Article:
Wilkinson already looking to final
PARIS, 14 October - Ever the professional, England's talisman Jonny Wilkinson was already looking ahead to next week's final in the aftermath of his team's stunning semi-final victory over France.
Wilkinson said both Argentina and South Africa, who meet in the second-semi-final on Sunday, would pose a massive challenge.
"They are different but both teams have shown top performances," he said. "They have both had a clean sweep and haven't lost a game and that shows a huge amount of consistency and quality."
Wilkinson was once again England's hero on Saturday, steering his side to a 14-9 victory over the host nation at Stade de France.
But the fly half had to dig deep to recover his match-winning powers in the second half.
Poor first half
The man whose drop goal in extra time clinched the Webb Ellis Cup in Sydney four years ago had a poor first half with the boot, missing the conversion from wing Josh Lewsey's early try, a penalty from inside his own half and drop goal that skimmed the post.
But he kicked two second-half penalties and a drop goal to send the defending world champions into a second consecutive world cup final.
"At the start some didn't go over and I realised I had to give it my all," Wilkinson said. "It got better and they went over in the end."
The French, who had spoken at length about the danger posed by Wilkinson, fought hard in the first half to avoid giving away penalties within Wlikinson's range.
"The fact that I get as many opportunities as I do is because the guys keep giving them to me. Every kick I miss they get me another one. With a bunch of guys like that you can't get disheartened," Wilkinson said.
England were the worst offenders in the first half and early in the second, allowing fly half Lionel Beauxis to kick France's nine points.
Both sides played nervously throughout, contenting themselves with kicking for position and pressuring full backs Jason Robinson and Damien Traille with high, hanging kicks, though neither player was troubled.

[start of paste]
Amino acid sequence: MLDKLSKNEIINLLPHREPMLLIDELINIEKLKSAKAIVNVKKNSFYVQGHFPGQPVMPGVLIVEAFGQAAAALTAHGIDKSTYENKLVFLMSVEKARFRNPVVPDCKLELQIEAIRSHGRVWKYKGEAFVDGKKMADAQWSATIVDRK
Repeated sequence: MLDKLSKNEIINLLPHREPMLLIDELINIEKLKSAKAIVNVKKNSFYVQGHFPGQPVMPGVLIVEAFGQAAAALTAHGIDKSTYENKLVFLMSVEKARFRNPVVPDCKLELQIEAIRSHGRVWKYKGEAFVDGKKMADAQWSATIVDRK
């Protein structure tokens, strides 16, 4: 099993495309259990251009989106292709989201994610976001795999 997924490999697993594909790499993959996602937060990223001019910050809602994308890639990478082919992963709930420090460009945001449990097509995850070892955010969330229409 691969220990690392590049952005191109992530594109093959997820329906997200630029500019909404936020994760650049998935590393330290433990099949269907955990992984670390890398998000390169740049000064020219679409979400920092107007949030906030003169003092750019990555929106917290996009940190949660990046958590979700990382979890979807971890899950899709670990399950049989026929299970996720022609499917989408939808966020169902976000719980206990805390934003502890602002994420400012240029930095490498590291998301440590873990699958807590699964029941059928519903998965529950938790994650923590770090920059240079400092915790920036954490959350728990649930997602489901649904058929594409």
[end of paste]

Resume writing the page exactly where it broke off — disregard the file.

Even the introduction of fly half Frédéric Michalak for Beauxis at the 50-minute mark did little to inspire France's back line.
"The legs were a bit heavy but we can't look for excuses against an England side playing the percentages without playing anything great," said scrum half Jean-Baptiste Elissalde.
In the line-out, England had the edge, stealing four of their throws, to two by France.
However, it wasn't until Sébastien Chabal replaced injured second row Fabien Pelous that England began to stamp their authority on that phase of the match and stop the hosts from building momentum.
"We weren't too worried about them winning the ball, (we were) just trying to disrupt it when they had possession. In their line-outs they have a good driving game. That's where we wanted to shut it down," said second row Simon Shaw.
For the second week in a row substitutions proved decisive for both teams.
England's Joe Worsley, who had come on for Lewis Moody, saved a certain try with a tap-tackle on wing Vincent Clerc in the dying minutes, while Dimitri Szarzewski, who gave away the crucial penalty, had taken over from captain Raphaël Ibanez on 50 minutes.
Impact from bench
England captain Phil Vickery was full of praise for the England substitutes.
"Last week the bench had a huge impact on the game and it was the same again today. You have to back them to come on and make a difference. Joe, as we all know, is a world-class player. Peter Richards, Toby Flood and Dan Hipkiss all came on and made a difference."
For France's outgoing trio Ibanez, Fabien Pelous and Pieter de Villiers, the dream of world cup glory is over.
"It's difficult to find the words to express my disappointment and the disappointment of all the team," Ibanez said. "We thought we would have this kind of match, it was difficult to the very end. It's a huge disappointment for all of us."